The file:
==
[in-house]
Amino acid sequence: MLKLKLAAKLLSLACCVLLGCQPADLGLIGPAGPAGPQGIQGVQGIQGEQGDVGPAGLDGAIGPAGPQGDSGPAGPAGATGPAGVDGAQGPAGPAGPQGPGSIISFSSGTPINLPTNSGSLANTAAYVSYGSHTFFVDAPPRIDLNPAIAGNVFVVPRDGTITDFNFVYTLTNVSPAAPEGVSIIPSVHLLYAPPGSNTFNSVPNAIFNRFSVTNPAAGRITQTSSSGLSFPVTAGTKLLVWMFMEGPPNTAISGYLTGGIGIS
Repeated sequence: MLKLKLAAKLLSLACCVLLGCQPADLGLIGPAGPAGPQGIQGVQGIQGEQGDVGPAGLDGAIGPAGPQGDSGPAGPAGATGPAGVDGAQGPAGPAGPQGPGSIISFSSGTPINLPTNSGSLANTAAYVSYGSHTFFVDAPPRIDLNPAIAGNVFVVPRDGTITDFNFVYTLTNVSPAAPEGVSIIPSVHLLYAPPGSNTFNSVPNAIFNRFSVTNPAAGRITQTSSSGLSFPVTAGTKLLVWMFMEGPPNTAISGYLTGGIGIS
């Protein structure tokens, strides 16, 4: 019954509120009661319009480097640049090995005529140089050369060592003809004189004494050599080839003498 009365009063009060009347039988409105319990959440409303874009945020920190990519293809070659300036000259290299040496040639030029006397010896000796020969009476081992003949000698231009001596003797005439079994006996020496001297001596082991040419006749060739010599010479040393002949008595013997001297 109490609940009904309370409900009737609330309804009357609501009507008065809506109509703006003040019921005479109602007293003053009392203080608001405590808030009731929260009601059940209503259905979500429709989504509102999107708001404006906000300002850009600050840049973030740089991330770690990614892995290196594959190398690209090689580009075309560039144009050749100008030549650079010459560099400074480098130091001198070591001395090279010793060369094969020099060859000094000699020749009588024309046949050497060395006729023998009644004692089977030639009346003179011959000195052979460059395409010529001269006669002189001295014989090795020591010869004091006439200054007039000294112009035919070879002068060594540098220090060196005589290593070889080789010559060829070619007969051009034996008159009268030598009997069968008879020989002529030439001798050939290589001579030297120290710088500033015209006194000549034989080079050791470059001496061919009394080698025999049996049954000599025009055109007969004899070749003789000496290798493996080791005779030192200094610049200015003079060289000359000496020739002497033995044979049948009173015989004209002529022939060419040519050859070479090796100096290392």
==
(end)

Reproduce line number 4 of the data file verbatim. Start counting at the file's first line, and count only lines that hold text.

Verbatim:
């Protein structure tokens, strides 16, 4: 019954509120009661319009480097640049090995005529140089050369060592003809004189004494050599080839003498 009365009063009060009347039988409105319990959440409303874009945020920190990519293809070659300036000259290299040496040639030029006397010896000796020969009476081992003949000698231009001596003797005439079994006996020496001297001596082991040419006749060739010599010479040393002949008595013997001297 109490609940009904309370409900009737609330309804009357609501009507008065809506109509703006003040019921005479109602007293003053009392203080608001405590808030009731929260009601059940209503259905979500429709989504509102999107708001404006906000300002850009600050840049973030740089991330770690990614892995290196594959190398690209090689580009075309560039144009050749100008030549650079010459560099400074480098130091001198070591001395090279010793060369094969020099060859000094000699020749009588024309046949050497060395006729023998009644004692089977030639009346003179011959000195052979460059395409010529001269006669002189001295014989090795020591010869004091006439200054007039000294112009035919070879002068060594540098220090060196005589290593070889080789010559060829070619007969051009034996008159009268030598009997069968008879020989002529030439001798050939290589001579030297120290710088500033015209006194000549034989080079050791470059001496061919009394080698025999049996049954000599025009055109007969004899070749003789000496290798493996080791005779030192200094610049200015003079060289000359000496020739002497033995044979049948009173015989004209002529022939060419040519050859070479090796100096290392």